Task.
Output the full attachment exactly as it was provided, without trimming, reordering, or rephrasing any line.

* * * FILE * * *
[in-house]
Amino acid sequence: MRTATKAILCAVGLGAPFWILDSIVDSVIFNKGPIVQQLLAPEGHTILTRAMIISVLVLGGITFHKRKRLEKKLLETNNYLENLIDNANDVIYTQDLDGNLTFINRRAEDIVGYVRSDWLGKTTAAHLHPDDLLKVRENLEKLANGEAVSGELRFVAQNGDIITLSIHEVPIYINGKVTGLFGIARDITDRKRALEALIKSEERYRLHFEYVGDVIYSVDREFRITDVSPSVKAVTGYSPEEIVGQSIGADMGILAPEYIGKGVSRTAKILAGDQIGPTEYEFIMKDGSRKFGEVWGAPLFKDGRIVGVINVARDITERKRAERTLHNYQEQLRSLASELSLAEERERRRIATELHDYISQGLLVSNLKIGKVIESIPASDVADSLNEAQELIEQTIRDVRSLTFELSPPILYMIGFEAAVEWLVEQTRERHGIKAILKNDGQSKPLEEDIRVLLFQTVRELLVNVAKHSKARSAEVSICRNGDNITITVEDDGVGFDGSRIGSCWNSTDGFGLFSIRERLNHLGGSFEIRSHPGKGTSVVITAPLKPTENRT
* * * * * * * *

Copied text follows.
[in-house]
Amino acid sequence: MRTATKAILCAVGLGAPFWILDSIVDSVIFNKGPIVQQLLAPEGHTILTRAMIISVLVLGGITFHKRKRLEKKLLETNNYLENLIDNANDVIYTQDLDGNLTFINRRAEDIVGYVRSDWLGKTTAAHLHPDDLLKVRENLEKLANGEAVSGELRFVAQNGDIITLSIHEVPIYINGKVTGLFGIARDITDRKRALEALIKSEERYRLHFEYVGDVIYSVDREFRITDVSPSVKAVTGYSPEEIVGQSIGADMGILAPEYIGKGVSRTAKILAGDQIGPTEYEFIMKDGSRKFGEVWGAPLFKDGRIVGVINVARDITERKRAERTLHNYQEQLRSLASELSLAEERERRRIATELHDYISQGLLVSNLKIGKVIESIPASDVADSLNEAQELIEQTIRDVRSLTFELSPPILYMIGFEAAVEWLVEQTRERHGIKAILKNDGQSKPLEEDIRVLLFQTVRELLVNVAKHSKARSAEVSICRNGDNITITVEDDGVGFDGSRIGSCWNSTDGFGLFSIRERLNHLGGSFEIRSHPGKGTSVVITAPLKPTENRT